Whatever . . . Love is Love By Maria Bello.
Dey Street Books| May 12, 2015|256 pages |$25.99| ISBN: 978-0-062351838
Actress and activist Maria Bello is known for her roles on ER and in films like Coyote Ugly and A History of Violence. She wrote a much lauded and popular Modern Love essay for the New York Times entitled “Coming Out as a Modern Family.” Bello wanted to share her disdain for labels and illuminate how her perhaps unusual family situation works. She’d fallen in love with a female best friend yet remained close with her 12-year-old son Jackson’s father. While struggling from a parasitic infection after a trip to Haiti, Bello started reading her journals and decided she thoroughly need to tell her story.
“In the summer of 2013, while I struggled in the hospital, I realized that waiting to do something isn’t always an option. In a moment, everything could end, and my stories would be lost—stories of love, partnership, miracles, and madness that filled the hundreds of notebooks beneath my bed. During my months of recovery, I read through each one of my trusted journals, collections of my thoughts since I was a teenager.”
In Whatever . . . Love is Love: Questioning the Labels We Give Ourselves, Bello ponders many aspects of her life. She shares intimate details about failed affairs, insecurities, challenges growing up with an alcoholic bipolar father and her own bipolar diagnosis. She shares stories and thoughts on being labeled a humanitarian, a feminist, a mother, a daughter, a sister, an actress and a lover. In her memoir Bello answers questions such as am I a partner; am I perfect; am I a good mom; am I a humanitarian; am I a feminist; am I a writer. This is how she shares her stories and shares herself with the reader. She lives life on her own terms. While Hollywood and acting situations constantly change and flow, Bello strives to remain in the moment and be appreciative. She possesses a beautiful spirit and attitude. It’s an enlightening read that’s honest, smart and thoughtful.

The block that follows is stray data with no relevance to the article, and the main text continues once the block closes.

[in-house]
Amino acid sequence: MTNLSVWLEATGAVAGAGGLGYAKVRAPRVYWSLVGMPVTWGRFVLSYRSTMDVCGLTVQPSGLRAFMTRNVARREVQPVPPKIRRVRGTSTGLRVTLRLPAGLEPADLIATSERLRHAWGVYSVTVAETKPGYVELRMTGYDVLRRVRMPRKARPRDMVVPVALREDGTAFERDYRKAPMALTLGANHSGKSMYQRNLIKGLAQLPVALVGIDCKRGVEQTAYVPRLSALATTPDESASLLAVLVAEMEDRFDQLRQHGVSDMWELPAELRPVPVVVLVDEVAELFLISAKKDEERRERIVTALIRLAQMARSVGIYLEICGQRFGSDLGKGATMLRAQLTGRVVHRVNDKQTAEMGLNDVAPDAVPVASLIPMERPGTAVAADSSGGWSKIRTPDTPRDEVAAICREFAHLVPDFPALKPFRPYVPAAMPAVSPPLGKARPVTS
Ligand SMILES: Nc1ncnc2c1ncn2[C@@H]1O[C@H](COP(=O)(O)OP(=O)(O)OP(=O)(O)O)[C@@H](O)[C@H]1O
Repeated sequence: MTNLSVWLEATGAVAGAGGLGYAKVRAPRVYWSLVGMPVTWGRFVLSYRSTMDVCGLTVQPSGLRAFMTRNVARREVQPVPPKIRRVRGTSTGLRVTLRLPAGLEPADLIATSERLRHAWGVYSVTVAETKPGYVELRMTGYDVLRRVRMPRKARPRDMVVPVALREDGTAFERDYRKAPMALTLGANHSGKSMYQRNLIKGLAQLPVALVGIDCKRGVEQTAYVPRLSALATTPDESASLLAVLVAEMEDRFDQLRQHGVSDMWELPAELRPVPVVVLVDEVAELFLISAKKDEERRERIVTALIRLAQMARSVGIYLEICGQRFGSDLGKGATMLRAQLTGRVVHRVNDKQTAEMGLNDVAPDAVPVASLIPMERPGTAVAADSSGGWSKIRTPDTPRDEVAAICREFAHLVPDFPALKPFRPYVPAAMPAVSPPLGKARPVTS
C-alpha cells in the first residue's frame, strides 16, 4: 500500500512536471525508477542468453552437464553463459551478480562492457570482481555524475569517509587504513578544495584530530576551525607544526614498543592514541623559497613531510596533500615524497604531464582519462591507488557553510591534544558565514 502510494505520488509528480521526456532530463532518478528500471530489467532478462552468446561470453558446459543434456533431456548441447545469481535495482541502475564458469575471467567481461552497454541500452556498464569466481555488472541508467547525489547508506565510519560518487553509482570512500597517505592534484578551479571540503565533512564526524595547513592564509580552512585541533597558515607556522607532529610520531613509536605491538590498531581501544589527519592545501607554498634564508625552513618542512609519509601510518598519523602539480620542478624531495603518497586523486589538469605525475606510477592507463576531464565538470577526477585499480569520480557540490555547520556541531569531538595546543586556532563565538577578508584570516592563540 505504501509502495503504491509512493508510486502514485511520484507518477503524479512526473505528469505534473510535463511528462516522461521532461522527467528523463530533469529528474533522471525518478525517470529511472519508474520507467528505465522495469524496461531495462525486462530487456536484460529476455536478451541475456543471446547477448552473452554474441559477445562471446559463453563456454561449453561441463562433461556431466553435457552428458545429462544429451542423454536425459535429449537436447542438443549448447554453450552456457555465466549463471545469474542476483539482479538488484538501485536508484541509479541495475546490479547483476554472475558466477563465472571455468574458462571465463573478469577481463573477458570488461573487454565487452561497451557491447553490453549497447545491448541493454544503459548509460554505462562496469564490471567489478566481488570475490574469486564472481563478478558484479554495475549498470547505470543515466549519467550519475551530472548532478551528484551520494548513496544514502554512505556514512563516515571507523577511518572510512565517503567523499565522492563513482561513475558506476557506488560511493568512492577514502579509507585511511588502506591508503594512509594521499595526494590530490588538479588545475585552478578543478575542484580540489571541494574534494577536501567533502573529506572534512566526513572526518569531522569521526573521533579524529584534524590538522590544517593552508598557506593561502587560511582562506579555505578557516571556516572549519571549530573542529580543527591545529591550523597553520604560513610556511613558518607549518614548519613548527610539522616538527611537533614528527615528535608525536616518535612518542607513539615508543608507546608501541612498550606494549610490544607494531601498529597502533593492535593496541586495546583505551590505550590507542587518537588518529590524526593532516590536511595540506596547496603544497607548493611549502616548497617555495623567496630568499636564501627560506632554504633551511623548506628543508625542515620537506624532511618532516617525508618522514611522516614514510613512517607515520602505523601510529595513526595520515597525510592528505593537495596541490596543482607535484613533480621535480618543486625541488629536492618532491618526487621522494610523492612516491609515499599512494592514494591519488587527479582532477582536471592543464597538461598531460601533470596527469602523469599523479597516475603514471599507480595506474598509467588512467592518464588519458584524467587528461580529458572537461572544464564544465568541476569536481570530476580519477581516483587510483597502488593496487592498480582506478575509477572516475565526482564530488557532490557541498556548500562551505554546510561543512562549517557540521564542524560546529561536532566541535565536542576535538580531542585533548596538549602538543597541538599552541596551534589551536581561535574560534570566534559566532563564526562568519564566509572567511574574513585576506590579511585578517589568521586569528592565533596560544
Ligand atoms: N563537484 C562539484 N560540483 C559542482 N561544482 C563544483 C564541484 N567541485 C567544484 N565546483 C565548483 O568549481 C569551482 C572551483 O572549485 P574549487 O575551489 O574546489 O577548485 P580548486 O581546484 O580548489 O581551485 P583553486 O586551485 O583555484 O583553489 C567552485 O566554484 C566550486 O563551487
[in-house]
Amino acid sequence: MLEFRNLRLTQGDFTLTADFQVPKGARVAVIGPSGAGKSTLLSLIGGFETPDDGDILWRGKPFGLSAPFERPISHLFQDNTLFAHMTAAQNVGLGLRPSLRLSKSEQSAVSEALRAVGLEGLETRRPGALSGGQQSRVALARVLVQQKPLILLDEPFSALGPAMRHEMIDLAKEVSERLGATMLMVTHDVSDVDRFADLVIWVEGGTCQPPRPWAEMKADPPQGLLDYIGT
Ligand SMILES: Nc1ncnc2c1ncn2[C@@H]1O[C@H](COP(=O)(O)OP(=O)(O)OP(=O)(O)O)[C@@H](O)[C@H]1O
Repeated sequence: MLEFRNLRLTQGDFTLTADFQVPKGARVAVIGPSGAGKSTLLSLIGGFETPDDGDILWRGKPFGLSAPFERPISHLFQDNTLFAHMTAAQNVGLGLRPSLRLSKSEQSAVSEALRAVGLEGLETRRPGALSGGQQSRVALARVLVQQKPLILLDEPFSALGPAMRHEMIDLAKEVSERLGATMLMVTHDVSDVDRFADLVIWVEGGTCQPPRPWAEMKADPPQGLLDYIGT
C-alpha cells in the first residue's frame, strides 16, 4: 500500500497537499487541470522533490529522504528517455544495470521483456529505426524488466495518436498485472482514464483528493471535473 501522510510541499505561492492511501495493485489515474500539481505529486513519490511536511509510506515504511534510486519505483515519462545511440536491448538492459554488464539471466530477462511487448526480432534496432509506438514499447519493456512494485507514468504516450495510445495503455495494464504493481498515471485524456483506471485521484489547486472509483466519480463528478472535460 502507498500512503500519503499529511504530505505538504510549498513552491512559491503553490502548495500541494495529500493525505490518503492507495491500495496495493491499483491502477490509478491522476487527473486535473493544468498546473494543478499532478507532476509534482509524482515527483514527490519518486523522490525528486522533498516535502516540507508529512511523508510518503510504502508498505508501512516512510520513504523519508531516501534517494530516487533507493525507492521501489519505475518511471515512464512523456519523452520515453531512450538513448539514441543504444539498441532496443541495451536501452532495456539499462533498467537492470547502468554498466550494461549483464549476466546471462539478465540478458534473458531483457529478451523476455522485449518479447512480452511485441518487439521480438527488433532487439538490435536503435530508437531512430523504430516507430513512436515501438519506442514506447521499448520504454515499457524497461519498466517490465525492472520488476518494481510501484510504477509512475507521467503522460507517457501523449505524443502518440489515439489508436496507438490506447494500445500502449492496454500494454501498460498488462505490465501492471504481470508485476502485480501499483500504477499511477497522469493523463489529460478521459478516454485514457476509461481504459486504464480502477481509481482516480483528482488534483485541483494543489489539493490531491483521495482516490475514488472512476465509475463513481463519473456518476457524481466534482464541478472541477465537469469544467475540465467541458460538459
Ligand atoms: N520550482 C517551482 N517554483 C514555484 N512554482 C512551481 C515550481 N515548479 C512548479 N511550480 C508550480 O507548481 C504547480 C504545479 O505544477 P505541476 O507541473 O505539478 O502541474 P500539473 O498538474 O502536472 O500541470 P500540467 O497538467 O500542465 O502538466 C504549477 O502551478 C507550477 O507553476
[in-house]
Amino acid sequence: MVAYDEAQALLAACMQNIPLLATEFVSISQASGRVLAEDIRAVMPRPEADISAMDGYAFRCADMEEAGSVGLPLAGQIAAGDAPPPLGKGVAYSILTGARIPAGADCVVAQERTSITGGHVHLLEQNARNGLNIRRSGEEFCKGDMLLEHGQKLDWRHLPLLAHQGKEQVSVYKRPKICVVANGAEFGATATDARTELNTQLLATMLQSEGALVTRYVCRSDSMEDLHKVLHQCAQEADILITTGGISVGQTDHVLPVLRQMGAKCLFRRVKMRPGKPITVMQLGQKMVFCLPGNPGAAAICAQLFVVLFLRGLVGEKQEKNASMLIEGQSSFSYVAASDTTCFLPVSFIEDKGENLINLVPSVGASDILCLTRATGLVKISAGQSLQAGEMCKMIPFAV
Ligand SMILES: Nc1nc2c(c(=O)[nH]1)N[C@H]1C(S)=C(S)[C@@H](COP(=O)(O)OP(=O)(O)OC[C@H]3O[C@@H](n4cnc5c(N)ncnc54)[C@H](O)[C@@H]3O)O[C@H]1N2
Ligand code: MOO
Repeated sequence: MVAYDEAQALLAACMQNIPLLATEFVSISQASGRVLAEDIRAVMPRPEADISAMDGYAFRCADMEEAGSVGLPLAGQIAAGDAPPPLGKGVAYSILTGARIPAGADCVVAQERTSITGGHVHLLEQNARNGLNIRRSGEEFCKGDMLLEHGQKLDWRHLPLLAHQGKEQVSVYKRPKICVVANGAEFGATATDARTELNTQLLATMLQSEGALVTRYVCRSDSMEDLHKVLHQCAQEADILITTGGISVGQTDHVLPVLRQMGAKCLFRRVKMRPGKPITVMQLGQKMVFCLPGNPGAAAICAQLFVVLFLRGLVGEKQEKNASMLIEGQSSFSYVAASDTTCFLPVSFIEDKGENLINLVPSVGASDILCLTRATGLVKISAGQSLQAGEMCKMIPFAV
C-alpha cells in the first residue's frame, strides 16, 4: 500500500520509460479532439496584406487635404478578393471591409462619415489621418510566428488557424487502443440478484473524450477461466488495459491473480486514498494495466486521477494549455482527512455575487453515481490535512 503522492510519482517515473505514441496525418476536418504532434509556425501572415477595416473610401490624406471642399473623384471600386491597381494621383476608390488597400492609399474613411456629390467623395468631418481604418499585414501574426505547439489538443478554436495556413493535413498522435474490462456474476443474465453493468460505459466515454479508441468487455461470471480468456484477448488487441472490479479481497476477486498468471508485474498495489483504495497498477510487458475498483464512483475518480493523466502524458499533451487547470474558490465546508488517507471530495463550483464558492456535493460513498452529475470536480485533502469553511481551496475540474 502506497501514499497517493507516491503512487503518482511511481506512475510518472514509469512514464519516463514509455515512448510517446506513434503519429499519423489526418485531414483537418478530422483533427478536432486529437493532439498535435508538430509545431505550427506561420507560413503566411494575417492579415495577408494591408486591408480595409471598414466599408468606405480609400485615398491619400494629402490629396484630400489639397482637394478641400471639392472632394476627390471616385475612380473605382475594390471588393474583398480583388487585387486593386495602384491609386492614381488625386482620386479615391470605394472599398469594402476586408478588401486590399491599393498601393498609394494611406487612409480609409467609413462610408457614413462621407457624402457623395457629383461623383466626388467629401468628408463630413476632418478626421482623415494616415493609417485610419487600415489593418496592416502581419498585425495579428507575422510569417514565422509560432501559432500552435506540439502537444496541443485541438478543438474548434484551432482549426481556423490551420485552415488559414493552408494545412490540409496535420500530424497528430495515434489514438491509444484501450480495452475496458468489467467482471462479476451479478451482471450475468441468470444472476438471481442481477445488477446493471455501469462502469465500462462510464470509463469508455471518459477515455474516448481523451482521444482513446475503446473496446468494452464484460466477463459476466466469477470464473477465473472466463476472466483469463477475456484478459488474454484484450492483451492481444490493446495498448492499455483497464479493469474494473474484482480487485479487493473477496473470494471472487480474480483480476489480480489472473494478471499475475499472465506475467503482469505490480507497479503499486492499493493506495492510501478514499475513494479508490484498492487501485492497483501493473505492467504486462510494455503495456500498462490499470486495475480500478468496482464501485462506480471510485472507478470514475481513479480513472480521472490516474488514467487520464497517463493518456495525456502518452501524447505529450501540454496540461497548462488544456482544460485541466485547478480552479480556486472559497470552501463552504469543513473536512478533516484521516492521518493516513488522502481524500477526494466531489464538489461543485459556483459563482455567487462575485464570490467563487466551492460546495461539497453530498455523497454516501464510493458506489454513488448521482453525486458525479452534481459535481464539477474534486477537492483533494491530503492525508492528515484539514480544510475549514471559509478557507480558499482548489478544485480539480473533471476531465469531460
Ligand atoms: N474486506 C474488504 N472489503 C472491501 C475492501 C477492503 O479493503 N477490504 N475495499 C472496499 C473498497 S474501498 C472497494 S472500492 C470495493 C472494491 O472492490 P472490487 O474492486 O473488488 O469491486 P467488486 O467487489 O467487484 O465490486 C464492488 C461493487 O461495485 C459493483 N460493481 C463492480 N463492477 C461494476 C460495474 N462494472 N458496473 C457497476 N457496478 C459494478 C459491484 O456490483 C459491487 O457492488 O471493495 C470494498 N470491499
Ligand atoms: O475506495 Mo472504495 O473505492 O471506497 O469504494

“Traditional labels just don’t seem to fit anymore. These labels are limiting the possibility for people to question more and become who they are meant to be. By asking questions and challenging our own beliefs, I feel we can update all of our outdated labels and realize that labels need to evolve just like people do.”
On the term partner:
“I have never understood the distinction of a ‘primary’ partner. Does that imply that we have secondary and tertiary partners, too? To me, a partner is someone you rely on in your life—for help, companionship, mutual respect, and support.”
On sex vs. love:
“To me, sexual desire and love are two different things. That certainly doesn’t mean that people inside of long-term committed relationships don’t have great sex. I know some who do. But not many, if I’m honest.”
Maria Bello has struggled with the sex/love connection like many women:
“I felt rejected. I knew he just wanted sex and what I really wanted was sex and love.”
She’s done humanitarian work in Nicaragua, many countries in Africa and Haiti. After the Haiti earthquake Bello returned to help: “Those of us who went in those days after the quake all experienced a deep despair, and an incredible joy, feelings that would bond us together for life. In those first few months after the earthquake, I saw the best and worst of what human beings, nature, and I are capable of. I saw moments of grace that I won’t ever forget. We were all challenged by what we experienced. When I left Haiti for the first time after the earthquake, all I could think of was returning.”
She expresses what many with mental illness feel and for an actress, celebrity, public figure to discuss mental illness so openly and bravely is wonderful for the rest of us who also grapple with mental illness every day: “I cried because no one would ever want me, because I was too messed up. And now, everyone knew. They knew that my father was sick in his head and that I was just like him.” And another reality: “Now and again over the years I’ve had to adjust my meds, just like my dad and others I know who have this or similar illnesses. I am dutiful about taking my pills every day. But once every couple of years, if I am triggered in some way or the medicine stops working, I find I’m not quite myself. I know it’s time to go back to the doctor. And I do. I know that without medication I would end up suicidal and eventually dead.”
“For me, calling someone a feminist is one of the highest compliments I can pay a woman, or a man, for that matter. It’s a label I give myself and I wholeheartedly accept others giving it to me.”
On being herself:
“I am already whole—just complicated, wounded, loving, difficult, and kind. I have finally discovered the joy that comes from hitting bottom and pushing oneself up to the top again.”
–review by Amy Steele
FTC Disclosure: I received this book for review from Dey Street Books.